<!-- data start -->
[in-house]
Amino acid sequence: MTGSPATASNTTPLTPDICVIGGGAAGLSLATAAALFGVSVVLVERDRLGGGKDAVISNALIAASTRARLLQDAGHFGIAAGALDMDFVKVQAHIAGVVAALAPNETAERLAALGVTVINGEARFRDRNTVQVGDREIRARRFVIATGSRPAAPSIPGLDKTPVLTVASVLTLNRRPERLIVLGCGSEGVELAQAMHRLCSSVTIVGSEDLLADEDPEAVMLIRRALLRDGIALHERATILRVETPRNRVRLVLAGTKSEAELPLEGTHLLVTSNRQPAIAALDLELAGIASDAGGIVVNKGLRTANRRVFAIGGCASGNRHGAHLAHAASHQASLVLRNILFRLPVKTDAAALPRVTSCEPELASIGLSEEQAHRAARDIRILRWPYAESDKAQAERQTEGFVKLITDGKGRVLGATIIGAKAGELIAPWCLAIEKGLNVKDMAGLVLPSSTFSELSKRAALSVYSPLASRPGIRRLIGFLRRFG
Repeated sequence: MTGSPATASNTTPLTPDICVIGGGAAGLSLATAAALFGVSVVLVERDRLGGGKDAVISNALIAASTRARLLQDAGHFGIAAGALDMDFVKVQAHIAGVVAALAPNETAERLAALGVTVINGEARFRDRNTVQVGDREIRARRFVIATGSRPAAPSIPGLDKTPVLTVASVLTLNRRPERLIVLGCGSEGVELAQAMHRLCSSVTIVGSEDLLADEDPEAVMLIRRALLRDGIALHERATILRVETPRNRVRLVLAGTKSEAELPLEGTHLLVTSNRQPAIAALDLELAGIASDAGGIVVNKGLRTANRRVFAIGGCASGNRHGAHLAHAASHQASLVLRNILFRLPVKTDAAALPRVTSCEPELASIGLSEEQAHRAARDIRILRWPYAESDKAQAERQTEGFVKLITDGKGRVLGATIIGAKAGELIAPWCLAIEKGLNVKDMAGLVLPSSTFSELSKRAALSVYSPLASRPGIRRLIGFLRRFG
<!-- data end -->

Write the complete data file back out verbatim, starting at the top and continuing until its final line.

[in-house]
Amino acid sequence: MTGSPATASNTTPLTPDICVIGGGAAGLSLATAAALFGVSVVLVERDRLGGGKDAVISNALIAASTRARLLQDAGHFGIAAGALDMDFVKVQAHIAGVVAALAPNETAERLAALGVTVINGEARFRDRNTVQVGDREIRARRFVIATGSRPAAPSIPGLDKTPVLTVASVLTLNRRPERLIVLGCGSEGVELAQAMHRLCSSVTIVGSEDLLADEDPEAVMLIRRALLRDGIALHERATILRVETPRNRVRLVLAGTKSEAELPLEGTHLLVTSNRQPAIAALDLELAGIASDAGGIVVNKGLRTANRRVFAIGGCASGNRHGAHLAHAASHQASLVLRNILFRLPVKTDAAALPRVTSCEPELASIGLSEEQAHRAARDIRILRWPYAESDKAQAERQTEGFVKLITDGKGRVLGATIIGAKAGELIAPWCLAIEKGLNVKDMAGLVLPSSTFSELSKRAALSVYSPLASRPGIRRLIGFLRRFG
Repeated sequence: MTGSPATASNTTPLTPDICVIGGGAAGLSLATAAALFGVSVVLVERDRLGGGKDAVISNALIAASTRARLLQDAGHFGIAAGALDMDFVKVQAHIAGVVAALAPNETAERLAALGVTVINGEARFRDRNTVQVGDREIRARRFVIATGSRPAAPSIPGLDKTPVLTVASVLTLNRRPERLIVLGCGSEGVELAQAMHRLCSSVTIVGSEDLLADEDPEAVMLIRRALLRDGIALHERATILRVETPRNRVRLVLAGTKSEAELPLEGTHLLVTSNRQPAIAALDLELAGIASDAGGIVVNKGLRTANRRVFAIGGCASGNRHGAHLAHAASHQASLVLRNILFRLPVKTDAAALPRVTSCEPELASIGLSEEQAHRAARDIRILRWPYAESDKAQAERQTEGFVKLITDGKGRVLGATIIGAKAGELIAPWCLAIEKGLNVKDMAGLVLPSSTFSELSKRAALSVYSPLASRPGIRRLIGFLRRFG